Choose a day when you can spend an hour with the babysitter and your children, then leave for an hour and allow the children to spend time with him or her. If your children connect in the same manner that you do, you’ve got a winner on your hands.
7. Trust your gut feelings
You might come across an applicant who appears to have all of the necessary experience, education, and certifications. However, if your intuition tells you that person isn’t the one, don’t resist it. You are the only one who understands the ideal match for your family.
Whether you have more than one desirable candidate, ask your second and third choices if they would still like to babysit occasionally. Your initial pick is unlikely to be available at all times.
Hiring a new babysitter to watch your children is, to say the least, a scary proposition. You’ll find someone the whole family will like if you have a list of questions prepared and take a cautious approach.
Trust your gut instinct if the interviewee gives you a negative feeling. If you feel uncomfortable around this person then your child would most likely feel the same way.
8. Make an agreement
Inform the babysitter of your expectations and when you will return. It is also advisable to agree on a cost. If you got the babysitter through an agency, they would probably have a standard rate.
But if you got them through a recommendation or word of mouth, you can ask your friends with nannies how much they pay their babysitters and discuss this with your applicant.
After You Hire a Babysitter
Discuss the house rules and routines before you depart. Before you leave your babysitter alone with your child, make sure you give them crucial information such as:
- your destination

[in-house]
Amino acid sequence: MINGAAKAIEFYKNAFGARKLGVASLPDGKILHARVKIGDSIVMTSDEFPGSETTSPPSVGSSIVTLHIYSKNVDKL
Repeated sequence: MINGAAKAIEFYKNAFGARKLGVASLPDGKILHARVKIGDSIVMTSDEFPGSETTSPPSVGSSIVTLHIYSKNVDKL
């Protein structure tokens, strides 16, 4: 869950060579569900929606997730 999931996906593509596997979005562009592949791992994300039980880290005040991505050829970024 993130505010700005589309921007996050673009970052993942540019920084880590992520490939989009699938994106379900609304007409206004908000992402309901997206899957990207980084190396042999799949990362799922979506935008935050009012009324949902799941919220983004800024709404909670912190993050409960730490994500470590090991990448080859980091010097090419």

- how to contact you
- your child’s preferences and dislikes
- any drug or allergy warnings
- ground rules (mealtime, bath time, bedtime, what they are and are not allowed to do)
- emergency contact information
Make certain that the babysitter understands kid safety, especially if they will bathe, put your child to sleep, or drive them in a car.
Inform the babysitter of your expectations around homework, gadgets, and outside play. Make that the sitter is aware of the following:
- When to dial 911 before dialling your number
- Where you’ve posted emergency contact information, such as neighbours, your child’s doctor, a close friend or relative, and Poison Control
- The location of fire extinguishers and emergency exits
- The location of the first-aid kit, as well as any medications or allergies your child may have.
- Any keys that they should be aware of
Discuss fundamental home safety precautions, such as how to avoid falls and poisoning. Discuss water and fire safety as well.
Let Your Child Be the Judge
Your child can provide valuable feedback on the new babysitter. Look for these clues to help you determine whether you will retain the babysitter:
1. Your child is well-rested the next day. This means the babysitter carried out your bedtime instructions.
2. The house is as tidy when you return to it. A good babysitter will respect your home. It shows consideration on her part if she does things like washing the dishes she used or picking up toys left out by your child.
3. Your child wants the babysitter to return. If your child talks about the fun they had or seems excited, the chances are you chose the right babysitter.
4. She genuinely likes your child. It’s wonderful when your child and the babysitter get along like old friends. If that happens breathe a sigh of relief and thank your good luck!
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When entrusting an outsider with the care of your children, it is worth the time to choose a babysitter with care. We often read of unfortunate cases such as the babysitter who had four infants die under her care, and believe it is better to be safe than sorry.
Additional safety considerations
Finding a trustworthy and dependable babysitter is not an easy process. While it may be tempting to hire an older sister, cousin, or neighbour to babysit, you should think twice before doing so.
According to a survey of young babysitters aged 11 to 13, 40% had left younger children unattended and 20% had opened the door to strangers while babysitting. If you do hire a teen to babysit, make sure they are properly trained and educated on how to manage crises.
Updates by Matt Doctor